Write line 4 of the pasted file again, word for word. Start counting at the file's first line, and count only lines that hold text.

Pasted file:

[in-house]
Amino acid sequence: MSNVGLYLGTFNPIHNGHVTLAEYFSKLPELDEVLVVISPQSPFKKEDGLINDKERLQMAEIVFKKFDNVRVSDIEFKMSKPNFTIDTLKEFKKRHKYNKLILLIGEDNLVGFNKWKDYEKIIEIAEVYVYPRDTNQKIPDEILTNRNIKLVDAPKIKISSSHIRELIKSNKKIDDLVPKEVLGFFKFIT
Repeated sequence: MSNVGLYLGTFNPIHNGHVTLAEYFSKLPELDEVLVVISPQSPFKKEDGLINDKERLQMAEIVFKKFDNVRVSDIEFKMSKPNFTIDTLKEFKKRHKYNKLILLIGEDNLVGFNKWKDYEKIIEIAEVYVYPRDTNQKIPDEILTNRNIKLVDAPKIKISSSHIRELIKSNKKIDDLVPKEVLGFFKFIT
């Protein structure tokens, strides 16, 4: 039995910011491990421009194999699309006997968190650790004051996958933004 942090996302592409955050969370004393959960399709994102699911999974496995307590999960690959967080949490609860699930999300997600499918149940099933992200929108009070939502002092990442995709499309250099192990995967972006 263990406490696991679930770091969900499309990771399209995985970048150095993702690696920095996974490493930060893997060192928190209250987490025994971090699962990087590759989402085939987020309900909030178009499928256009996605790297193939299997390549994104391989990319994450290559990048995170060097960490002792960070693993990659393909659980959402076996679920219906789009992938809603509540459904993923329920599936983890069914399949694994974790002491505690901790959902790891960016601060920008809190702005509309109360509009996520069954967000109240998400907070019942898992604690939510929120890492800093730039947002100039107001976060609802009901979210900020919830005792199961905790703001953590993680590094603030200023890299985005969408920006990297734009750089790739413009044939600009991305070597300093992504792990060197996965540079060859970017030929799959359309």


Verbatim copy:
């Protein structure tokens, strides 16, 4: 039995910011491990421009194999699309006997968190650790004051996958933004 942090996302592409955050969370004393959960399709994102699911999974496995307590999960690959967080949490609860699930999300997600499918149940099933992200929108009070939502002092990442995709499309250099192990995967972006 263990406490696991679930770091969900499309990771399209995985970048150095993702690696920095996974490493930060893997060192928190209250987490025994971090699962990087590759989402085939987020309900909030178009499928256009996605790297193939299997390549994104391989990319994450290559990048995170060097960490002792960070693993990659393909659980959402076996679920219906789009992938809603509540459904993923329920599936983890069914399949694994974790002491505690901790959902790891960016601060920008809190702005509309109360509009996520069954967000109240998400907070019942898992604690939510929120890492800093730039947002100039107001976060609802009901979210900020919830005792199961905790703001953590993680590094603030200023890299985005969408920006990297734009750089790739413009044939600009991305070597300093992504792990060197996965540079060859970017030929799959359309």